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How Does It Feel to Have Your Large Bowel Removed- a Look at Large Bowel Resection

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Colectomy, also known as large bowel resection, is a surgical procedure to remove all or a part of your damaged intestine. Since his thick tube is composed of elements like your colon, caecum, anal canal, and rectum, removing the large bowel not a decision taken in light circumstances.

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Let's First Grasp Why A Damaged Large Intestines Would Wreak All Kinds of Havoc on Your Body

About 90% or so of your digestive absorption happens in the small intestine. The large intestine absorbs the leftover water, nutrients, and mineral ions from the food. It then forms faeces and stores it temporarily. The large intestine is also home to over 500 different anaerobic bacteria that helps ferment indigestible materials.

Intestinal blockage, diverticular disease, colon cancer, familial polyposis, intussusception, gastrointestinal bleeding, nerve function failure, twisted bowels, and ulcerative colitis are a few causes that can injure the large intestines. As the colon tube gets damaged, its functional capability dwindles as well. It’s no longer able to protect you from infections and invasions, and the faeces formation gets disrupted.

Large Bowel Resection Helps the Intestines Relax

In cases of partial injury, the healthy parts of your large intestines are tied together after cutting out the damaged section. However, in cases where the healthy tissue just won’t be enough to bridge the gap, the surgeons install an external or internal stoma to divert faecal discharge. These processes are known as anastomosis and colostomy respectively.

A stoma is an opening that goes through your belly skin. It’s attached to your colon. A drainage bag is adjusted near this stoma. This procedure can be both long and short term, depending on how damaged your large intestine is. Small bowel resection too, can be minimally invasive or open surgery, depending on how the doctors consider your case.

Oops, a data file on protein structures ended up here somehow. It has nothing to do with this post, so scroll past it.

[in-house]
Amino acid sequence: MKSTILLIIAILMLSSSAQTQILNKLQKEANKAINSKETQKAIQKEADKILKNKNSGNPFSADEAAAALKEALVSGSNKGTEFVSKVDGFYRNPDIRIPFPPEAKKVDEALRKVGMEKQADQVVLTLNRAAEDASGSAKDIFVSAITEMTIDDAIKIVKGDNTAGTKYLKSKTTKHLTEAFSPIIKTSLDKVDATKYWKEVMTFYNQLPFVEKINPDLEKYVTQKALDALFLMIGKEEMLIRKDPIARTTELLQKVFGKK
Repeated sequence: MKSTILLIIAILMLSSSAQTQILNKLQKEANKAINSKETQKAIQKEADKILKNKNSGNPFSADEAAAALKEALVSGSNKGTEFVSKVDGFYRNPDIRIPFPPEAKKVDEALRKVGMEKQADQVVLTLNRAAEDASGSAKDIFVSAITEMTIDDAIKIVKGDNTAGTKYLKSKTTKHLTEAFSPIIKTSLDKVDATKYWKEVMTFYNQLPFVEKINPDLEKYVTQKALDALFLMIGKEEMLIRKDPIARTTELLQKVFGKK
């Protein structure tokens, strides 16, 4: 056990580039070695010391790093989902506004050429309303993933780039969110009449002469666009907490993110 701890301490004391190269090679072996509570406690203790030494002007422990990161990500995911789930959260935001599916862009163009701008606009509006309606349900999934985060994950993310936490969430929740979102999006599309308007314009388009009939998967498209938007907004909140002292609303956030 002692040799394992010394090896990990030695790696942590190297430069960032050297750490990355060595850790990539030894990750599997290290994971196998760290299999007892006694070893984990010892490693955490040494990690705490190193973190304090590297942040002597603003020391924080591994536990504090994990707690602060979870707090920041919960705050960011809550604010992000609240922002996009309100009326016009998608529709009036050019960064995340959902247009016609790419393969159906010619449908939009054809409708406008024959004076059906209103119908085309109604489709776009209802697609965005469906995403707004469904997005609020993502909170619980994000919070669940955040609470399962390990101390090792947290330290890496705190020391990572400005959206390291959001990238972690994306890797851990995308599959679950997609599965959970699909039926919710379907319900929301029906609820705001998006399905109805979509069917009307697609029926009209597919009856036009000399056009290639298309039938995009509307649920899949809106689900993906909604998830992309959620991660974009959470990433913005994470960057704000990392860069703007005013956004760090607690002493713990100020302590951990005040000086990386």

Possible Complication of Small Bowel Resection

However the surgeons minimise the invasion, surgery can always lead to side effects if not handled to the best of attempts. Common risks of this operation involve abdominal bleeding, damage to the bladder, ureter, or other nearby organs, scar tissue, bulging around the surgical cut, broken stitches, infected wound, leaking intestine junctions, peritonitis etc.

The surgery may also cause erectile dysfunction, sick stomach, depression, and surgical pains. In open surgery, the abdominal muscles get affected, and thus motion gets tricky for a few days. Also, the general anaesthesia used during the procedure could cause breathing issues, blood clots, infection, bleeding problems, or reactive behaviour.

Following a colostomy with an ileostomy could become necessary for some people. If such is your case, you may experience loud before-meals and after-meals noises. You’ll also need to pay specific attention to food and water, especially since you’ll easily get dehydrated post-surgery.

Recovering from Small Bowel Resection

Hospitals consider a week as the standard recovery period in a successful large bowel resection. Walking soon after the surgery is strictly suggested as it’s been found to assist full recovery. You’ll soon regain the weight, get back your energy, and be able to go through life as you did before.

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